Westerosi prehistory covers the time before the First Men came over from Essos, when the Children of the Forest and the Giants roamed the land. The First Men are thought to have come around 12,000 BC (“Before the Conquest”). For 2,000 years mankind is said to have fought with the Children, before the two sides agreed to a peace treaty known as The Pact, believed to have happened around 10,000 BC.

"Westeros is a very different place. …Were dealing with a different and older world and hopefully that will be part of the fun of the series."

This truncated timeline could have a major payoff for yet another spin-off too. Martin said the prequel won’t have dragons or Targaryens. The timeline is still messy, but it’s thought the Valyrian sheepherders didn’t find dragons until after the Long Night ended. What if the day ice was defeated in the West fire came to life in the East?

Marin said the updated timeline of the prequel, informally called "The Long Night," is "more realistic."

And if the Age of Heroes was much more recent than we thought, it’s possible prehistory was too. Maybe the Giants were still living in the mainland when the White Walkers came. Did they fight giant ice spiders? Were the Children of the Forest far more involved with mankind for far longer? Are the Reeds their human descendants?

"[Producer Jane Goldman is] going into territory that I haven’t explored very much in the books," Martin added. I’ve hinted about them. But she’s a major writer, I love her work."

It was recently revealed that actress Naomi Watts would have a lead role in the pilot episode. British actor and model Josh Whitehouse will also appear in the new show, Deadline confirmed.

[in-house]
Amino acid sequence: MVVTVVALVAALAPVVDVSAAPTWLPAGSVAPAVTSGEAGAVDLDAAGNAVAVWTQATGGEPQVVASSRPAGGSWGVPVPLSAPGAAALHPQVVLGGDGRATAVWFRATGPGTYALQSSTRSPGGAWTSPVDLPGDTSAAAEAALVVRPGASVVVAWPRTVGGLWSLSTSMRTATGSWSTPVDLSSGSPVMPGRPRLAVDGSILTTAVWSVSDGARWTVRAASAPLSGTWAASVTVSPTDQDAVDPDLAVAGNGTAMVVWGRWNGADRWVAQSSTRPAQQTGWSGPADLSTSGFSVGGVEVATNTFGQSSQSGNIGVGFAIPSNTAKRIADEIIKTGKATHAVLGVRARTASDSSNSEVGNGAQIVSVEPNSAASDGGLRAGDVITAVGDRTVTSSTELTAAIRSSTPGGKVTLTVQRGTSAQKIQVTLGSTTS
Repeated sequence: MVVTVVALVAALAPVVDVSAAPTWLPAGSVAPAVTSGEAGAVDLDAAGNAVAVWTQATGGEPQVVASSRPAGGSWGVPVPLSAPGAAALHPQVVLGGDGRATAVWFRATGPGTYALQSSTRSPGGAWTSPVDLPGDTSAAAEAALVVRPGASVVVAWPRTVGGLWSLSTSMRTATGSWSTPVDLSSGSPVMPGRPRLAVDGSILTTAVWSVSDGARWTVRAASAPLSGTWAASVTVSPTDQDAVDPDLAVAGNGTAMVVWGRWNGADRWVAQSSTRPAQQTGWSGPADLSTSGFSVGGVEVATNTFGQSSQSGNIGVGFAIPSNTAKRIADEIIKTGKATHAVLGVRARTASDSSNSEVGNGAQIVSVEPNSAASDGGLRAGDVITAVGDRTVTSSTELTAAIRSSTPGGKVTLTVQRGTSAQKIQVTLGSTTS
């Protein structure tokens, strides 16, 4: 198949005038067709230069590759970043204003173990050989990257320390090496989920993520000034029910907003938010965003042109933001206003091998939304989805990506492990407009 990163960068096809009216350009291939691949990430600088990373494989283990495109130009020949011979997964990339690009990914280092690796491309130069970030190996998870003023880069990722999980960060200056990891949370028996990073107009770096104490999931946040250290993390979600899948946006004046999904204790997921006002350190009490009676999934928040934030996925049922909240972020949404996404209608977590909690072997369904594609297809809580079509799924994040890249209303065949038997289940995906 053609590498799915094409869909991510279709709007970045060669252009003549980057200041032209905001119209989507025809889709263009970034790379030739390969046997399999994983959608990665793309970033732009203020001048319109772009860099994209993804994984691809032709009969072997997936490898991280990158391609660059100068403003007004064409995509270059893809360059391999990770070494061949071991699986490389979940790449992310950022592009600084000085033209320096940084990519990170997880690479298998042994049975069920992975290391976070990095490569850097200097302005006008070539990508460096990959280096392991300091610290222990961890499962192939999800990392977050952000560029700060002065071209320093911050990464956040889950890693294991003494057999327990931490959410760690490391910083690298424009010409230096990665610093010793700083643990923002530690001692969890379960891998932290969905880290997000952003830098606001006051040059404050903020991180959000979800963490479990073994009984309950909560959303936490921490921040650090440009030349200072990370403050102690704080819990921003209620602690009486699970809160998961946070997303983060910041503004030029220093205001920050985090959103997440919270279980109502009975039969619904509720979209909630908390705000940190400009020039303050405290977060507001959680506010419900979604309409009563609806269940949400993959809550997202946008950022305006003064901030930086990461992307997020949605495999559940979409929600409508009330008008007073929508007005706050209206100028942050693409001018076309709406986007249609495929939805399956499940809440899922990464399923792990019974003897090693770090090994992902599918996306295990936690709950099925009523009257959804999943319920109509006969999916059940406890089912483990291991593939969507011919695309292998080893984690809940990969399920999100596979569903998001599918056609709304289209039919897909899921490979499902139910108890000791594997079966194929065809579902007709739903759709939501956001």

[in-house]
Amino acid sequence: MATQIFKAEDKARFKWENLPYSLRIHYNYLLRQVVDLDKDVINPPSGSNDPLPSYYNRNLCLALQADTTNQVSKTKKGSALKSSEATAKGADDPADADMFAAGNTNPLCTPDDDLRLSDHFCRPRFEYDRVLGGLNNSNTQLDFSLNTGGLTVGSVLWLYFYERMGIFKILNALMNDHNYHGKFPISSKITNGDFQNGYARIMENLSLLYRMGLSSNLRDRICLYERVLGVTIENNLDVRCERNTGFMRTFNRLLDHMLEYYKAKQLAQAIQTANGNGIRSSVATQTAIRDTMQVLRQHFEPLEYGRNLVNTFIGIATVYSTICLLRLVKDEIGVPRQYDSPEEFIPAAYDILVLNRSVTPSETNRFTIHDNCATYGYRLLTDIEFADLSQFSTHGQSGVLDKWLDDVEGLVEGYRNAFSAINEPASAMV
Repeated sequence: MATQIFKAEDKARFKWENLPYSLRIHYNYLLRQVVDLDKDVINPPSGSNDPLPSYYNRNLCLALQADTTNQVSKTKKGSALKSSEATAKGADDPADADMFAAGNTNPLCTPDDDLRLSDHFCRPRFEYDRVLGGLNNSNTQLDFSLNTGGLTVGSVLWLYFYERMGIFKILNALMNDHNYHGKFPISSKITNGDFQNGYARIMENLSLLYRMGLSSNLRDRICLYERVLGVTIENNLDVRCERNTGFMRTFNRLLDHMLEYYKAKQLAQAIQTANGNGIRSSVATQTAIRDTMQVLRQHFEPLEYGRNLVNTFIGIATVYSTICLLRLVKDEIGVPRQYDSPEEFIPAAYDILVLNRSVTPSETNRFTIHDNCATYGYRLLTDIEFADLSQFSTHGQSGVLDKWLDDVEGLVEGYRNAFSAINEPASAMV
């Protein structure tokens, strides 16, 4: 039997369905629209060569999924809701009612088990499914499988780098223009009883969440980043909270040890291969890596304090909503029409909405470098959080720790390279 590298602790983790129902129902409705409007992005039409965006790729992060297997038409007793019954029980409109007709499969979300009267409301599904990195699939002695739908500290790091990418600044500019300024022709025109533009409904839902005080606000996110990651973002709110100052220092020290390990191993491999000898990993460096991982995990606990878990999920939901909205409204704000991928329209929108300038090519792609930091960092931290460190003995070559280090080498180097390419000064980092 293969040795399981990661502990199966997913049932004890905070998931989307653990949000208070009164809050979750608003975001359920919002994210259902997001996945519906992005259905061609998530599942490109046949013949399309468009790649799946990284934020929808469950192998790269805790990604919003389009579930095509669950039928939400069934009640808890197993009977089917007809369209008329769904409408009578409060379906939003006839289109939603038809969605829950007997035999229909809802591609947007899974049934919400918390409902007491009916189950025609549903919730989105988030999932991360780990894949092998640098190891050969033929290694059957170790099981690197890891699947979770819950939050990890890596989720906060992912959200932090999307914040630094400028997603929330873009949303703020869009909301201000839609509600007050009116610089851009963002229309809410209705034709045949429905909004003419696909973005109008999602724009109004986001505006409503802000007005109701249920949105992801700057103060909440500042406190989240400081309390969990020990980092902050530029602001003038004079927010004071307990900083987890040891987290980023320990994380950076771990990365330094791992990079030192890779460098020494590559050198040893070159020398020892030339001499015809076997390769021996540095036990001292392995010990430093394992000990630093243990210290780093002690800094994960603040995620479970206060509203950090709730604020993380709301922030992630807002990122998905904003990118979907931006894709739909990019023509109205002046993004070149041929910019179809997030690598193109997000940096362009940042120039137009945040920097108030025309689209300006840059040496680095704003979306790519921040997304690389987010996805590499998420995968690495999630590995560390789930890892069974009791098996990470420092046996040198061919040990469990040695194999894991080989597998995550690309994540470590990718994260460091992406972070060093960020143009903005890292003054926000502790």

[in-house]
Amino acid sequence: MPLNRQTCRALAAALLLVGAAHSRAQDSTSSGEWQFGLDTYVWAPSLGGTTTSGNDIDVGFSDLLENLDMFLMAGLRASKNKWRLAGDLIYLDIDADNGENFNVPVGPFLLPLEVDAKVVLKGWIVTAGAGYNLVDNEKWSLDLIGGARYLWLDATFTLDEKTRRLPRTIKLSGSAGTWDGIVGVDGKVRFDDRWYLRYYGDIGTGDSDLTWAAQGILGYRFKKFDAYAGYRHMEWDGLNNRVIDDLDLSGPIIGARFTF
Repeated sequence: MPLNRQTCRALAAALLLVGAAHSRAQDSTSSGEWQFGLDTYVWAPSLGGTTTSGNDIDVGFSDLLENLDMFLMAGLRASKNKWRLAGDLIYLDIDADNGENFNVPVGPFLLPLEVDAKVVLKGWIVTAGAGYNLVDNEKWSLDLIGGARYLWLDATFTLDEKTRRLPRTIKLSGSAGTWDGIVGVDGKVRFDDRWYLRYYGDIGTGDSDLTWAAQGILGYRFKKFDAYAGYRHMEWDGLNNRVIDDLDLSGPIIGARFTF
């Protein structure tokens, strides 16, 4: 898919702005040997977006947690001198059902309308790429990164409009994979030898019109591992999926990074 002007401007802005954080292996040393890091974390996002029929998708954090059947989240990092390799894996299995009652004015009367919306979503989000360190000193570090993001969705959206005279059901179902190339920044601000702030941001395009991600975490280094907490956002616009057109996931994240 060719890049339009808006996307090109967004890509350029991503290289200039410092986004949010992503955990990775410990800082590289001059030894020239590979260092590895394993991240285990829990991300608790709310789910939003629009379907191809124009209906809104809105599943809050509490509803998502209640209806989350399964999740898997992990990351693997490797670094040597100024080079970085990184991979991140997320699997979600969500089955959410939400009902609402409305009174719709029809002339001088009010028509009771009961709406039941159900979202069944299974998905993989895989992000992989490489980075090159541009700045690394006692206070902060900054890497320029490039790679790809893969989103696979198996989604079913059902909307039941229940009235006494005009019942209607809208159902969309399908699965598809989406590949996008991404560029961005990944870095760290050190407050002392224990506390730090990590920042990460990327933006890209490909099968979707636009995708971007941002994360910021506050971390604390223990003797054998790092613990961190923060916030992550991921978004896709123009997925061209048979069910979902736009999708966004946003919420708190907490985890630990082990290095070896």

And did Winterfell truly earn its name because it was built on the spot where the White Walkers were defeated? Did Azor Ahai win the Battle of the Dawn alongside Bran the Builder, on the land where the Starks then built their home? Is it called Winterfell because that is literally where winter fell?

Martin has noted there are still other possible prequels in "active development," and reiterated this particular prequel was picked up for a "pilot order" not a "series order."

"I can’t tell you the subject matter of those projects, no, sorry, wish I could," he said in late October, adding Goldman is currently "neck deep" in casting for the prequel.

This corrected timeline means those two moments might have happened much closer to each other than we ever thought, and that changes everything.

The eighth and final season of “Game of Thrones” is set to debut in 2019.

IGN News / 20 Nov 2018 11:47 AM PST George R.R. Martin Is Mad He Hasnt Finished Winds of Winter Too Share. “I wished I finished it four years ago.” By Colin Stevens Though fans of George R.R. Martins novel cycle A Song of Ice and Fire are understandably mad about the long wait for the sixth installment, The Winds of Winter, Martin isnt too happy about it either.

In an interview with EW, after bing asked a question about Fire and Blood (a side book about the history of House Targaryen), he went into fans being upset that its been over seven years since the last novel in the cycle, A Dance With Dragons.

“I know there are a lot of people out there who are very angry with me that Winds of Winter isnt finished. And Im mad about that myself, said Martin. “I wished I finished it four years ago. I wished it was finished now. But its not. And Ive had dark nights of the soul where Ive pounded my head against the keyboard and said, God, will I ever finish this? The show is going further and further forward and Im falling further and further behind. What the hell is happening here? Ive got to do this.”

“I just got the [Fire and Blood] copy and… Its been a long while since I had a new Westeros book and nobody knows that as well as I do. I know that just as much as the angriest of my hardcore fans. And I have continued to publish other things. Its not like Ive been on a seven-year vacation. I have Wild Cards books coming out every six months. But not like this, one thats entirely my writing. So to finish a book that Im proud of and excited by was emotionally a big lift for me.”

From the same interview, Martin revealed that The Long Night prequel HBO series will be set about 5,000 years prior to Game of Thrones, meaning many Houses, including House Targaryen, wont be present. HBO has notably cast Naomi Watts in a lead role for The Long Night, with Poldark star Josh Whitehouse cast in a key role.